ESSAYS ON WOMAN THE COLLECTED WORKS OF EDITH STEIN
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To help celebrate the fourth centenary of the birth of St. John of the Cross in 1542, Edith Stein received the task of preparing a study of his writings. She uses her skill as a philosopher to enter into an illuminating reflection on the difference between the two symbols of cross and night. Pointing out how entering the night is synonymous with carrying the cross, she provides a condensed presentation of John's thought on the active and passive nights, as discussed in The Ascent of Mount Carmel and The Dark Night. All of this leads Edith to speak of the glory of resurrection that the soul shares, through a unitive contemplation described chiefly in The Living Flame of Love. In the summer of 1942, the Nazis without warrant took Edith away. The nuns found the manuscript of this profound study lying open in her room. Because of the Nazis' merciless persecution of Jews in Germany, Edith Stein traveled discreetly across the border into Holland to find safe harbor in the Carmel of Echt. But the Nazi invasion of Holland in 1940 again put Edith in danger. The cross weighed down heavily as those of Jewish birth were harassed. Sr. Teresa Benedicta of the Cross's superiors then assigned her a task they thought would take her mind off the threatening situation. The fourth centenary of the birth, of St. John of the Cross (1542) was approaching, and Edith could surely contribute a valuable study for the celebration. It is no surprise that in view of her circumstances she discovered in the subject of the cross a central viewpoint for her study. A subject like this enabled her to grasp John's unity of being as expressed in his life and works. Using her training in phenomenology, she helps the reader apprehend the difference in the symbolic character of cross and night and why the night-symbol prevails in John. She clarifies that detachment is designated by him as a night through which the soul must pass to reach union with God and points out how entering the night is equivalent to carrying the cross. Finally, in a fascinating way Edith speaks of how the heart or fountainhead of personal life, an inmost region, is present in both God and the soul and that in the spiritual marriage this inmost region is surrendered by each to the other. She observes that in the soul seized by God in contemplation all that is mortal is consumed in the fire of eternal love. The spirit as spirit is destined for immortal being, to move through fire along a path from the cross of Christ to the glory of his resurrection. Book includes two photos and fully linked index.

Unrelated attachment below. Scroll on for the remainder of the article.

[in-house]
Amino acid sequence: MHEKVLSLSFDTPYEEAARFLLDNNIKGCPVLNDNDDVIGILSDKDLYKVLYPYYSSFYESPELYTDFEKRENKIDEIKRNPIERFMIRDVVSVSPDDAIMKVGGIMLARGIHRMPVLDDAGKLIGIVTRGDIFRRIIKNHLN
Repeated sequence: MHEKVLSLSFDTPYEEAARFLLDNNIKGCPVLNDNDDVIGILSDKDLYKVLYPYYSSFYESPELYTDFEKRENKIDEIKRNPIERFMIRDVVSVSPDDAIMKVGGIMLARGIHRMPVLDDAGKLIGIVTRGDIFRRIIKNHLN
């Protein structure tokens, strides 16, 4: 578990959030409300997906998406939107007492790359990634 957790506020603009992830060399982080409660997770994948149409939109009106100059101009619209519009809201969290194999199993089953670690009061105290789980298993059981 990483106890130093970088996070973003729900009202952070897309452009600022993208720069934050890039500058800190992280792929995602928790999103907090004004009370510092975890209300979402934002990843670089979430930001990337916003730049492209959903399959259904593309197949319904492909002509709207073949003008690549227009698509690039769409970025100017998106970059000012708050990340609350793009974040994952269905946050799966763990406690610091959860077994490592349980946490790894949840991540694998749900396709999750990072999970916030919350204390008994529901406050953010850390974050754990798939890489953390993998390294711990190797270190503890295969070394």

Any state exists only for the benefit of human beings. This basic tenet of Edith Stein's political thought rests on her conviction that humanity is fundamentally one community, precious beyond measure. Differences of race, culture, and language offer us means to grasp the values of life uniquely so that we may share them universally, reaching across all such social boundaries. Stein wrote this treatise in the early days of the Weimar Republic, shortly after the First World War. It sets forth a philosophy of law, government, and administration that is at once idealistic and practical. What is right, Stein argues, does not arise from legislation or litigation or politics. Right relations, as such, are more basic than any institution. Here, too, are Stein's first serious discussions of religious issues such as guilt, expiation, and freedom of conscience. This is the philosophical work that immediately preceded her decision to be baptized, on January 1, 1922. Whether ironically or predictably, Stein was put to death twenty years later by a state that brazenly defied nearly every principle that she had defended in this treatise. In death she bore personal witness to the unity and dignity of the human race. She perished with her people, Jews and Christians alike, at Auschwitz. This ebook contains a fully linked Index.